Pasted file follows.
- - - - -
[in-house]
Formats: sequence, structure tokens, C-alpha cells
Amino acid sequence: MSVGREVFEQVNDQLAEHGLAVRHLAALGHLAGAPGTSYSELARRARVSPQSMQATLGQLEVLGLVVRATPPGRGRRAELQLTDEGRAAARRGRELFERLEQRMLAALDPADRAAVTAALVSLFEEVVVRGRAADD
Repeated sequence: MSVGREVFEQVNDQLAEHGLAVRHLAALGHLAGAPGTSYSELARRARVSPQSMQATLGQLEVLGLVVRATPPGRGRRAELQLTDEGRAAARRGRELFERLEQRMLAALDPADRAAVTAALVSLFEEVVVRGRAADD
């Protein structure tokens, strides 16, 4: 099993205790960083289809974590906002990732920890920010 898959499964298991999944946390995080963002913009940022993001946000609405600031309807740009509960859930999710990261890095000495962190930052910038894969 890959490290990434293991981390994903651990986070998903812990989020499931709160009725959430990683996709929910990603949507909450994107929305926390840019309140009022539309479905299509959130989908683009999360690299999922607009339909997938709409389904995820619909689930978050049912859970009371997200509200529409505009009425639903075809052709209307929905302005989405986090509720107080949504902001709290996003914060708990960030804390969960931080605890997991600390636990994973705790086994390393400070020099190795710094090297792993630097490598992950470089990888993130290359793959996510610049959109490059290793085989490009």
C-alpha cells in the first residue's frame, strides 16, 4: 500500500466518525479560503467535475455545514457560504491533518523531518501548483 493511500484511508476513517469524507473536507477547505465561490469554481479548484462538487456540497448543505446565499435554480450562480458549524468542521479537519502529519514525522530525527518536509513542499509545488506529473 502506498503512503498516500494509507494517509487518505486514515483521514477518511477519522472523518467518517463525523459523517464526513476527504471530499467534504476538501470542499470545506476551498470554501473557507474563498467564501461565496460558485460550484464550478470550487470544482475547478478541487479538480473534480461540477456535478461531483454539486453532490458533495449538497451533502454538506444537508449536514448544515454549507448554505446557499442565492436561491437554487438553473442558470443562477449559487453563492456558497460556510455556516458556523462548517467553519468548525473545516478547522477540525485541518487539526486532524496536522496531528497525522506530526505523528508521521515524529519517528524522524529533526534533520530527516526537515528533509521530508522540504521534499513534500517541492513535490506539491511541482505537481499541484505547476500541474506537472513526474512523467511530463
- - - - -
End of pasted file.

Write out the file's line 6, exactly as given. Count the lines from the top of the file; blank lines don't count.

C-alpha cells in the first residue's frame, strides 16, 4: 500500500466518525479560503467535475455545514457560504491533518523531518501548483 493511500484511508476513517469524507473536507477547505465561490469554481479548484462538487456540497448543505446565499435554480450562480458549524468542521479537519502529519514525522530525527518536509513542499509545488506529473 502506498503512503498516500494509507494517509487518505486514515483521514477518511477519522472523518467518517463525523459523517464526513476527504471530499467534504476538501470542499470545506476551498470554501473557507474563498467564501461565496460558485460550484464550478470550487470544482475547478478541487479538480473534480461540477456535478461531483454539486453532490458533495449538497451533502454538506444537508449536514448544515454549507448554505446557499442565492436561491437554487438553473442558470443562477449559487453563492456558497460556510455556516458556523462548517467553519468548525473545516478547522477540525485541518487539526486532524496536522496531528497525522506530526505523528508521521515524529519517528524522524529533526534533520530527516526537515528533509521530508522540504521534499513534500517541492513535490506539491511541482505537481499541484505547476500541474506537472513526474512523467511530463